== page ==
Have you heard about Sen. Bernie Sanders’ tax policy? Dubbed the “wealth tax,” his new proposal seeks to level out America’s finances, bringing the 1% and poverty line-straddlers closer together.
It’s been blasted by Republicans over the last few weeks, as well as free market-leaning economists. To them, the Sanders tax plan puts a severe limit on growth – both for individuals and corporations.
And according to research recently published by two University of California economists, the wealth tax would’ve had a massive effect on some of the world’s richest men if it had been activated in the early 1980s.
Based on the report’s findings (which were published on the report’s website), Jeff Bezos’ $160 billion fortune would now only be worth $52.2 billion under Sanders’ proposed changes. Warren Buffet would’ve taken a $77 billion hit in a drop from $88.3 billion to $11.1 billion.
Bill Gates saw an $83.5 billion loss of net value, going from $97 billion to $13.5 billion. Mark Zuckerberg, despite making his money way later than the rest of the field, would get whacked with a $28.6 billion drawdown. His net worth would sink from $61 billion to $32.4 billion.
All that money – $296.9 billion in total – would’ve gone straight to the government instead, to eventually be distributed among numerous programs.
“I don’t think that billionaires should exist,” said Sanders earlier this year.
“This proposal does not eliminate billionaires, but it eliminates a lot of the wealth that billionaires have, and I think that’s exactly what we should be doing.”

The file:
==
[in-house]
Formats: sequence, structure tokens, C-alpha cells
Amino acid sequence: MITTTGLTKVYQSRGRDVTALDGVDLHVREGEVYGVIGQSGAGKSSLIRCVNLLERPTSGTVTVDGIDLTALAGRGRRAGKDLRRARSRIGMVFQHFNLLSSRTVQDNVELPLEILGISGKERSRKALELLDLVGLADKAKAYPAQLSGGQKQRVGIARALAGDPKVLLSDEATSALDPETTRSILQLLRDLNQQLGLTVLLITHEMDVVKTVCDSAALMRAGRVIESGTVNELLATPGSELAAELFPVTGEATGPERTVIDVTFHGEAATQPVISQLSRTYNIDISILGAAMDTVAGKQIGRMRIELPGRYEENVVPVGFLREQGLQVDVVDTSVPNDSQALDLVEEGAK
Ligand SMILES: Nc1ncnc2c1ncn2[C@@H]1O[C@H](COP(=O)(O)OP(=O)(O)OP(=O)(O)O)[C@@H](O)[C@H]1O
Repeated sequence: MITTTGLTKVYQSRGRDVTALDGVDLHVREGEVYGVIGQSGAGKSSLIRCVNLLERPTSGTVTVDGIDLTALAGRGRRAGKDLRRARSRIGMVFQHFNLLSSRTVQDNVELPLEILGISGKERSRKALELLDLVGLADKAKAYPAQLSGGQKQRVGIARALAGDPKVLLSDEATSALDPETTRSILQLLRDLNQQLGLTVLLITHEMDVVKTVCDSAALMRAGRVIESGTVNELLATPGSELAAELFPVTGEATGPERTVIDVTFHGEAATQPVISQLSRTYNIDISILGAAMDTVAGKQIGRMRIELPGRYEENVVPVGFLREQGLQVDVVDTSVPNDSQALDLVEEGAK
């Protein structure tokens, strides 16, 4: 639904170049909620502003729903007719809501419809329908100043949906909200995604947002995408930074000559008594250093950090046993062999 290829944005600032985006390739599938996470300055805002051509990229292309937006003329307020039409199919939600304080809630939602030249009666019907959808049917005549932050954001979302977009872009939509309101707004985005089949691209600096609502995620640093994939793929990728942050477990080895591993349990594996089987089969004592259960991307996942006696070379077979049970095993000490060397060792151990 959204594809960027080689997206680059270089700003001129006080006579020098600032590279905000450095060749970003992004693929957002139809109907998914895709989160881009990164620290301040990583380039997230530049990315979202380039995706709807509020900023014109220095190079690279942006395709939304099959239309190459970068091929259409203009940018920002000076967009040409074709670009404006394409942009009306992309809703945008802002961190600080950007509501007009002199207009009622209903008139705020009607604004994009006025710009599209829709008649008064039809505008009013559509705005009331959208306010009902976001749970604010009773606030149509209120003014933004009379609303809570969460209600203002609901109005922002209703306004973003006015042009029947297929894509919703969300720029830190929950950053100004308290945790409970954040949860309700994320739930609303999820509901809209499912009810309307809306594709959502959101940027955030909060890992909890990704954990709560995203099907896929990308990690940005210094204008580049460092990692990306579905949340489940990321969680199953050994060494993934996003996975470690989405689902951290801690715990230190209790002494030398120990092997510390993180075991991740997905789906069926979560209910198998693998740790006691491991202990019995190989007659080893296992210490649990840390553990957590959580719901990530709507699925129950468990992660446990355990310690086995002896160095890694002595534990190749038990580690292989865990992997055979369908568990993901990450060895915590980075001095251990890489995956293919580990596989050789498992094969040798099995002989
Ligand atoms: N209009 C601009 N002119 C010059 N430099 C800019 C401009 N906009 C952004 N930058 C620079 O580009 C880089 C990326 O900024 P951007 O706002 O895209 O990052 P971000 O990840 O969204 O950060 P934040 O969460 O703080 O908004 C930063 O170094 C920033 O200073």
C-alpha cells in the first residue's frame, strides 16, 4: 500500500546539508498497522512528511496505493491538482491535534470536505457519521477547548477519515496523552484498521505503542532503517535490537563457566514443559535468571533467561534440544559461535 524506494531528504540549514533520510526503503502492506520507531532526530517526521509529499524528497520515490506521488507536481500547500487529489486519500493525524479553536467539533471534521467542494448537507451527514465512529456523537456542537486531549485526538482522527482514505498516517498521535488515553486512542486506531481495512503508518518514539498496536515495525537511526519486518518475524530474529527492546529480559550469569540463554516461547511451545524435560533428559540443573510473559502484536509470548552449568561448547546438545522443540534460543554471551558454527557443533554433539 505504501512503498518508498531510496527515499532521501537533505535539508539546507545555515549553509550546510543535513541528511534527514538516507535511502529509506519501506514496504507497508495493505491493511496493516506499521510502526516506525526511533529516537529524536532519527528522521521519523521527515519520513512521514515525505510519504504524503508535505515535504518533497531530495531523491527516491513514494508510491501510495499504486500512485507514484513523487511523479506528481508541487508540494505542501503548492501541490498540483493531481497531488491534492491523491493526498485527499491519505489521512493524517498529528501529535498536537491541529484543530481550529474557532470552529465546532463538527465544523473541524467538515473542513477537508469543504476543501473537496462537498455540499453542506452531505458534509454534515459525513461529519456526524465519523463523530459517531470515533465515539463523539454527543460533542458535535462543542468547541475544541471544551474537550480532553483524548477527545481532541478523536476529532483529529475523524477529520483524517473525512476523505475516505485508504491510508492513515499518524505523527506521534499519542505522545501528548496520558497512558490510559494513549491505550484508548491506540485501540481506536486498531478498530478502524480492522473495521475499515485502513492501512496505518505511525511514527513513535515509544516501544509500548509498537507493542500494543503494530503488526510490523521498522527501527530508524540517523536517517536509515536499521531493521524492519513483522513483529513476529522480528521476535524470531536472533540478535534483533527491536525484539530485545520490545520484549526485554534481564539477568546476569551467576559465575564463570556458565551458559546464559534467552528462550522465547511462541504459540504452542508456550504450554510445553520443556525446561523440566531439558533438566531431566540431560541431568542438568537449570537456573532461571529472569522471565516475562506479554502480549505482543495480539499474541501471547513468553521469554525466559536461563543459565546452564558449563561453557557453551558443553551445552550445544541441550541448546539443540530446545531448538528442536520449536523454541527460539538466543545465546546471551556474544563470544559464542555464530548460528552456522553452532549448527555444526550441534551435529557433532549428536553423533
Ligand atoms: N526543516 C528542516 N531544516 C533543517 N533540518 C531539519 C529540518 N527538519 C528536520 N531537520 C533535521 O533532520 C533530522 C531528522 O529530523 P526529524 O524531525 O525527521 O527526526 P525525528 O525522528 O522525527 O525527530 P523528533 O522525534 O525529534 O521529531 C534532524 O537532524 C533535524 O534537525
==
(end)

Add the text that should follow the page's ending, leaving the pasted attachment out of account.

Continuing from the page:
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If lawmakers see fit to approve Sanders’ proposed tax changes, it would take approximately 15 years to halve the wealth of current billionaires.
Presidential hopeful Sen. Elizabeth Warren has a wealth tax of her own, albeit a somewhat more modest one. It’s very similar to the Sanders plan, but is far less aggressive in reducing billionaire net worths. Bezos would only lose $65 billion; Zuckerberg, $14.5 billion.
Still, though, both plans look to skewer the ultra-rich. Warren claims that her version of the tax would raise $2.6 trillion over the next ten years.
That sure sounds like an excellent way to reduce the U.S.’s debt, doesn’t it? $2.6 trillion is a ton of cash, after all.
That’ll fix things for sure, right?
Well, sad to say, despite Warren and Sanders’ best efforts, their tax proposals probably won’t “cut the mustard” long-term.
Back in February of this year, the national debt hit a square $22 trillion. For those of you keeping score at home, $2.6 trillion from the Warren plan would (if applied entirely to the national debt) only reduce it by 13.4% over the next decade. In fact, it would likely take well over 50 years (or more) to raise that $22 trillion, assuming that billionaires continue to grow their fortunes under the influence of an oppressive tax.
But wait, it gets even worse.
Based on projections made by economists in February, the U.S. is set to add another $12 trillion in debt by 2029.
So, even with a $2.6 trillion reduction from Warren’s wealth tax, America’s national debt would still rise by $9.4 trillion.
All while the U.S.’s billionaires – the men and women who grease the wheels of the economy – are slapped with massive penalties for simply being too rich.
But hey, at least the “one-percenters” will be statistically closer to the middle class. Now THAT’S something worth fighting for, isn’t it?
In the end, though, income inequality might not look like such a critical issue. Not because aggressive tax plans tightened the playing field, though, but because the U.S. will have much bigger fish to fry with a recession-stricken Warren or Sanders presidency.
Is that the future Americans want? Based on recent polls, not really. Wall Street certainly doesn’t, and if the Democrats start to gain steam, bulls could easily get burned in the pre-election institutional selling.
Which, ironically, could kickstart the recession that Warren and Sanders claim their tax plans will help avoid.